I also asked Toni what she’s up to next. “Buzzeo books are popping like Maine black flies in spring this year,” she told me. “I have two more picture books publishing next month! Stay Close to Mama (Hyperion), illustrated by Mike Wohnoutka, is the sweet story of a protective mama giraffe and her excessively curious baby, Twiga. It’s based on a story I heard on my first trip to Kenya, where I am returning this coming week — hoping, of course, to find a new story! Inside the Books: Readers and Libraries Around the World (Upstart) features gorgeous illustrations by South African illustrator Jude Daly and takes the reader to all seven continents, where libraries occur in a variety of shapes, sizes, and transport vehicles. My editor Kelly Loughman asked me to write ‘a lullaby to libraries.’ It was the perfect assignment for this library-obsessed author!”

I thank David and Toni for sharing today. Enjoy the sketches and final art. And, once you’ve seen the book for yourself, come back and take another look.



Early sketches for first full spread in the book
(Click second to enlarge)


Same spread — but final version, as it appears in the book:
“So on Saturday morning when his father said, ‘Family Fun Day at the aquarium.
Shall we go?’ Elliot thought, ‘Kids, masses of noisy kids.’
But he only said, ‘Of course. Thank you for inviting me.'”

(Click to enlarge)



Early sketches



Left and right side of same spread — but final version, as it appears in the book
(Click either image to see full spread in its entirety)


Another early sketch


Early sketch for below spread
(Click to enlarge)


Final spread, as it appears in the book:
“Later, Elliot knocked on the door of his father’s office. ‘I have some research to do at the library about Magellan.’ ‘When I was in third grade, I got Captain Cook,’ his father said. ‘Where did you keep him?’ Elliot asked. But his father had already returned to charting the changing boundaries of the Great Barrier Reef.”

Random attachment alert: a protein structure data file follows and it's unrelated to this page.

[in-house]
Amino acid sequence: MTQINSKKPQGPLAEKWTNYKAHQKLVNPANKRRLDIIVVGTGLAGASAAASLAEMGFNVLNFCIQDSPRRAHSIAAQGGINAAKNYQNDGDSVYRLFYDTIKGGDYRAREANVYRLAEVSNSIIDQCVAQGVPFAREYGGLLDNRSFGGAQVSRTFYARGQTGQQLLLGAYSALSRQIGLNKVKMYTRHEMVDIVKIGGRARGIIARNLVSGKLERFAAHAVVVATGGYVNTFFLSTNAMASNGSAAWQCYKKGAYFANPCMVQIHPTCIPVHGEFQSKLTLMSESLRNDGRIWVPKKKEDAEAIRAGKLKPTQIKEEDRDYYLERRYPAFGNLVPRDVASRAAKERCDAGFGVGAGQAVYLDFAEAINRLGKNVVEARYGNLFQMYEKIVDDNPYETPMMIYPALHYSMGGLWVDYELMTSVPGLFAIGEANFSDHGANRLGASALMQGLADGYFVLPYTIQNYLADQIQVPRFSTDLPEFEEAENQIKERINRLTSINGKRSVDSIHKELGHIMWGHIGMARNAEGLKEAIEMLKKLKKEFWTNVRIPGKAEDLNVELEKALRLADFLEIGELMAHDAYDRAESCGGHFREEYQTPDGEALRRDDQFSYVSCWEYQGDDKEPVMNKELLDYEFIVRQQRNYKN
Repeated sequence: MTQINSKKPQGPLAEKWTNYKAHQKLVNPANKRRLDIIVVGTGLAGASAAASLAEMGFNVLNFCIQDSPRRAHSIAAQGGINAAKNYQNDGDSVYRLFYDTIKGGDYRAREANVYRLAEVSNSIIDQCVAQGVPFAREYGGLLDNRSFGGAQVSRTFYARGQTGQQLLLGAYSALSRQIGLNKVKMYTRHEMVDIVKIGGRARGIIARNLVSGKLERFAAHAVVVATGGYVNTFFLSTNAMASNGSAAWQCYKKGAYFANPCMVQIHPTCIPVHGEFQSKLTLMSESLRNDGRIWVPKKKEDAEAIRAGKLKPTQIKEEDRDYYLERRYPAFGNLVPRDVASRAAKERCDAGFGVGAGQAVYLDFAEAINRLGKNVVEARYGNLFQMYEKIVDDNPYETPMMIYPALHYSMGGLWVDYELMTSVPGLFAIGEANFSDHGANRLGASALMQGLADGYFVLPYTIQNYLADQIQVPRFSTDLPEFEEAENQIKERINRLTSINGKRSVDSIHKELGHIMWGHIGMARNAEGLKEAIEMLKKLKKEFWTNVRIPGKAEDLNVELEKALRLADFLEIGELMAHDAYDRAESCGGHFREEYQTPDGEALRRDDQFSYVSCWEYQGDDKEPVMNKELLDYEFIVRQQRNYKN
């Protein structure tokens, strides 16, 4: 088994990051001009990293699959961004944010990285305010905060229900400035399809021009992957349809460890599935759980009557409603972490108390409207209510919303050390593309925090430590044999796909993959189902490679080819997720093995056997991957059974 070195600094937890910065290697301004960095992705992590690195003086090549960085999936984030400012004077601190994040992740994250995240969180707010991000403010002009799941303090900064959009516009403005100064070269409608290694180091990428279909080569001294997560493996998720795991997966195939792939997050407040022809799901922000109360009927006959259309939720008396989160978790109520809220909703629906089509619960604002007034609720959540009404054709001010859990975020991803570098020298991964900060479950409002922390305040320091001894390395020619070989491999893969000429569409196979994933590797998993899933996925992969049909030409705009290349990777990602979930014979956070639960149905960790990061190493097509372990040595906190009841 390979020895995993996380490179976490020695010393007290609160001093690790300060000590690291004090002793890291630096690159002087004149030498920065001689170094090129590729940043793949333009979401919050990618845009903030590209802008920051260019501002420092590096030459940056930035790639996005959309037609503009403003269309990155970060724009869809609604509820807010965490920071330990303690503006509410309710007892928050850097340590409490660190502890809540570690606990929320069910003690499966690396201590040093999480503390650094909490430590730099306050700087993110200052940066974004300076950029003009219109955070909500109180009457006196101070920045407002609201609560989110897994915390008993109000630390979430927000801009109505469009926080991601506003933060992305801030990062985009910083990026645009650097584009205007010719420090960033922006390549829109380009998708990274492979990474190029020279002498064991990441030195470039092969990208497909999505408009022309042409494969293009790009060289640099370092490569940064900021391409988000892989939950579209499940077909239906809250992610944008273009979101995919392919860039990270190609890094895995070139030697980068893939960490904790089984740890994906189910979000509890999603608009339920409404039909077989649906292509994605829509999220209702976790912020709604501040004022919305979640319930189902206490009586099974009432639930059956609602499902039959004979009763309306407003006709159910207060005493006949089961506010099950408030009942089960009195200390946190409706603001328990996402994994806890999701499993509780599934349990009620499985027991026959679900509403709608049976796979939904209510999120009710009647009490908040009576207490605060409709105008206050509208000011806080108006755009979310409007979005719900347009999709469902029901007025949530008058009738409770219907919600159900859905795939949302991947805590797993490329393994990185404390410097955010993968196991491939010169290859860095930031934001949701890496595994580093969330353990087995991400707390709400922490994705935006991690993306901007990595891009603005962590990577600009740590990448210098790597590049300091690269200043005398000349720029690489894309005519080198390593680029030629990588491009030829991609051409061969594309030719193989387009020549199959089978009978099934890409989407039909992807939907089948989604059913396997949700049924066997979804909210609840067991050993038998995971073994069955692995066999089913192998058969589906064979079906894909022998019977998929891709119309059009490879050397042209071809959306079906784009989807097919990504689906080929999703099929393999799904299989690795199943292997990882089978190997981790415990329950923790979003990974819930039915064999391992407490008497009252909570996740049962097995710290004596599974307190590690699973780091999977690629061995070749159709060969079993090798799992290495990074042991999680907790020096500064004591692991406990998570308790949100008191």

(Click to enlarge)

* * * * * * *

ONE COOL FRIEND. Copyright © 2012 by Toni Buzzeo. Illustrations © 2012 by David Small. Published by Dial Books for Young Readers, New York. Sketches reproduced here by permission of David Small. Final illustrations reproduced by permission of Dial Books.

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12 comments to “One Impossibly Cool Friend Before Breakfast”

  1. Hahaha! Elliot looks quite, quite dapper, yes. All kinds of mischief, but well pulled together. As does his friend. The father is hilarious!


  2. I reviewed this very book on my blog last week and I must say that Buzzeo and Small are a match made in heaven. Thanks for sharing all these extras today.


  3. Oh, this looks good. Adding to list.


  4. As a writer, I’m always especially happy to see a book about a kid who finds other kids too noisy. The new book Quiet is a non-fiction take on the same thing….


  5. GREAT to see the sketches and process! Thanks!


  6. Oh… this one looks fun. And the to be read list grows!


  7. I enjoyed and learned much from David Small’s lecture this summer at SCBWI national that included the various drafts and sketches that were his journey to realizing this book. It is a wonderful combination of sublety and obvious clues.

    And Toni Buzzeo’s sense of the child-wish story in the urban legend is so charming.
    (I want to take an ocelot home…) Ha!

    Thanks Toni, David, Jules for sharing.


  8. A wonderful insight as usual Jules. It’s fascinating to see the creative process of the Illustrator. I’ve just started illustrating my first book, it’s quite a learning process. Hope I get so good one day! Thanks for your posts. Jules. Oh and thanks for the Laura Marling clip ages ago. Brilliant!


  9. This looks fantastic! Thanks for the review.


  10. Wow awsome book


  11. If Elliot is a proper, mature boy, then, one the first page, why is he surounded by toys???????????


  12. […] sketches and final spreadsfor Toni Buzzeo’s One Cool Friend(Dial, January 2012), featured here on February 7, 2012:“Later, Elliot knocked on the door of his father’s office. ‘I […]